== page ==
Shape of Things

In this lesson, children will learn to identify the various attributes of 3-D shapes (cube, cone, sphere, cylinder, pyramid, prism) through games and Play-doh construction.

Lesson for:

Toddlers/Preschoolers
(See Step 5: Adapt lesson for toddlers or preschoolers.)

Geometry

Learning Goals:

This lesson will help toddlers and preschoolers meet the following educational standards:

• Analyze characteristics and properties of two- and three-dimensional geometric shapes and develop mathematical arguments about geometric relationships
• Use visualization, spatial reasoning and geometric modeling to solve problems

Learning Targets:

After this lesson, toddlers and preschoolers should be more proficient at:

• Recognizing, naming, building, drawing, comparing and sorting two- and three-dimensional shapes
• Describing attributes and parts of two- and three-dimensional shapes
• Investigating and predicting the results of putting together and taking apart two- and three-dimensional shapes
• Creating mental images of geometric shapes, using spatial memory and spatial visualization
• Recognizing and representing shapes from different perspectives
• Recognizing geometric shapes and structures in the environment and specifying their location

Shape of Things

Lesson plan for toddlers/preschoolers

Step 1: Gather materials.

• Play-Doh
• Poster to put up in the classroom and go over with the children
• Objects that resemble 3-D objects or are 3-D objects
• Chart paper divided up into the different shapes
• Music

Note: Small parts pose a choking hazard and are not appropriate for children age five or under. Be sure to choose lesson materials that meet safety requirements.

Step 2: Introduce activity.

1. Introduce all of the shapes to the children. Use the poster to help you introduce each of the shapes.
2. Ask the children to describe the characteristics of each of the shapes. Write down what they say on the chart paper. Point out the length, width and height of each shape. Be sure to point out the characteristics of the 3-D shapes that make them different from the 2-D shapes.

Step 3: Engage children in lesson activities.

1. Introduce the game of “Hot Shape” (played like “Hot Potato”). Have the children gather in a circle and pass one of the shapes from one child to the next while the music plays. The player who is holding the “hot shape” when the music stops has to identify one characteristic of the shape. The game continues until all of the characteristics of all six shapes have been named. The game can also be played without music and with a designated leader who shouts out “shape!” The child holding the shape when the leader shouts will then name a characteristic of the shape.
2. After playing the game, give the children some Play-Doh to construct the different 3-D shapes.

• Have the children close their eyes while playing “Hot Shape.” When the music stops, the children will use their sense of touch to figure out the shape. If they are having difficulty, allow the other children in the circle to give them hints.

Step 4: Vocabulary.

• 3-dimensional: A shape having three dimensions (length, width and height)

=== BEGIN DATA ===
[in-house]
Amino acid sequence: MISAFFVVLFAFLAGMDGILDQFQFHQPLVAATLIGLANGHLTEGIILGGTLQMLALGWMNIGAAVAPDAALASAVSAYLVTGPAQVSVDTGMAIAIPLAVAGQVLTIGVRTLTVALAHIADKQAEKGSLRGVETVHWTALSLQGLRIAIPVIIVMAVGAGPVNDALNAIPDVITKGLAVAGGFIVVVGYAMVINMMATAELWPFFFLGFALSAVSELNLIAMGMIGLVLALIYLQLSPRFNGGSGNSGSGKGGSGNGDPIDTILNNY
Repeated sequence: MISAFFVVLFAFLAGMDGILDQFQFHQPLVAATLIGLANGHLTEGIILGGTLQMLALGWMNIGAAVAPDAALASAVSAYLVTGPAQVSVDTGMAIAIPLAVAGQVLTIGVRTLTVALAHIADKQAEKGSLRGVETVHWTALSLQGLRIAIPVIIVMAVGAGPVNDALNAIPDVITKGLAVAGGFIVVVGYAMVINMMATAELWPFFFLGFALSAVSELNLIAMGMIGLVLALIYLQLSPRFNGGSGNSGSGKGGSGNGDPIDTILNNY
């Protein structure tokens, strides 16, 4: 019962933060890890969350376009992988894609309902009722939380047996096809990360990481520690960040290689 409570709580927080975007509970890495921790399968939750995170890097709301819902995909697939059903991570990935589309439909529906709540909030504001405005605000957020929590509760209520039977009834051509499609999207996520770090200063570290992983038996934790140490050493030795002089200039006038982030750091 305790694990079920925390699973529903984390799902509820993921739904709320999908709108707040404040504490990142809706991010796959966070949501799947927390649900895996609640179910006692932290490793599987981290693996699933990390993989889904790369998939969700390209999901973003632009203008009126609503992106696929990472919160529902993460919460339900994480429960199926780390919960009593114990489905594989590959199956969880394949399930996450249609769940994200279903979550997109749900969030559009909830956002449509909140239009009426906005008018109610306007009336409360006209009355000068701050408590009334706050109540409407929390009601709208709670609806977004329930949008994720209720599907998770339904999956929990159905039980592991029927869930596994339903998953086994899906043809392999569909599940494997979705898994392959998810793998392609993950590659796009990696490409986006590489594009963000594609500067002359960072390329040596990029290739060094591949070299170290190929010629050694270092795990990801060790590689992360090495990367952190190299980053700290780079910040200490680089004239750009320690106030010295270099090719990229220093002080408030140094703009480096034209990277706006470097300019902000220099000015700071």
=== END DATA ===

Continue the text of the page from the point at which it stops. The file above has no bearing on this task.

• Cone: A solid shape with a circular base and a curved surface that tapers to a point (e.g.,”A cone is like a party hat.”)
• Sphere: A ball. A three-dimensional solid that is perfectly round (e.g.,”A sphere is like a bouncy ball.”)
• Prism: A solid three-dimensional shape with two identical bases (e.g.,”A prism is a tall building.”)
• Cylinder: A solid shape with one curved surface and two identical bases (e.g.,”A can of pop is a cylinder.”)
• Cube: A solid shape that has six square faces all equal in size, eight vertices and 12 equal edges (e.g.,”A cube is like the dice you drop.”)

Step 5: Adapt lesson for toddlers or preschoolers.

Toddlers may:
• Not yet be ready to name the characteristics of the different 3-D shapes
Child care providers may:
• Familiarize the children with the 3-D shapes by allowing them to build and engage in free play with the shapes
Preschoolers may:
• Readily identify the characteristics of the 3-D shapes
• Have a real aptitude for building with the Play-Doh and a solid sense of spatial reasoning
Child care providers may:
• Have the children close their eyes while playing “Hot Shape.” When the music stops, the children will use their sense of touch to figure out the shape. If they are having difficulty, allow the other children in the circle to give them hints.
• Give the children a challenge or a problem to solve (like designing a car of the future) and watch them get creative. Group members can work together to create a sculpture or an imaginary animal. They can also give a small presentation about their construction. Make sure that the children use and combine the 3-D shapes discussed.

Suggested Books

• The Shape of Things by Julie Lacome (New York: Candlewick, 1996)
• 3-D Shapes (My Path to Math) by Marina Cohen (New York: Crabtree Publishing Company, 2010)

Outdoor Connections

Many additional ideas to extend the study of 3-D shapes

• Take a trip to a grocery store and look for 3-D shapes on the shelves. Packaging for food comes in many different shapes. You are likely to see many cylinders and prisms, but be on the lookout for spheres and cones.

Web Resources

Teaching 3-D Shapes and Songs: Activities and free printables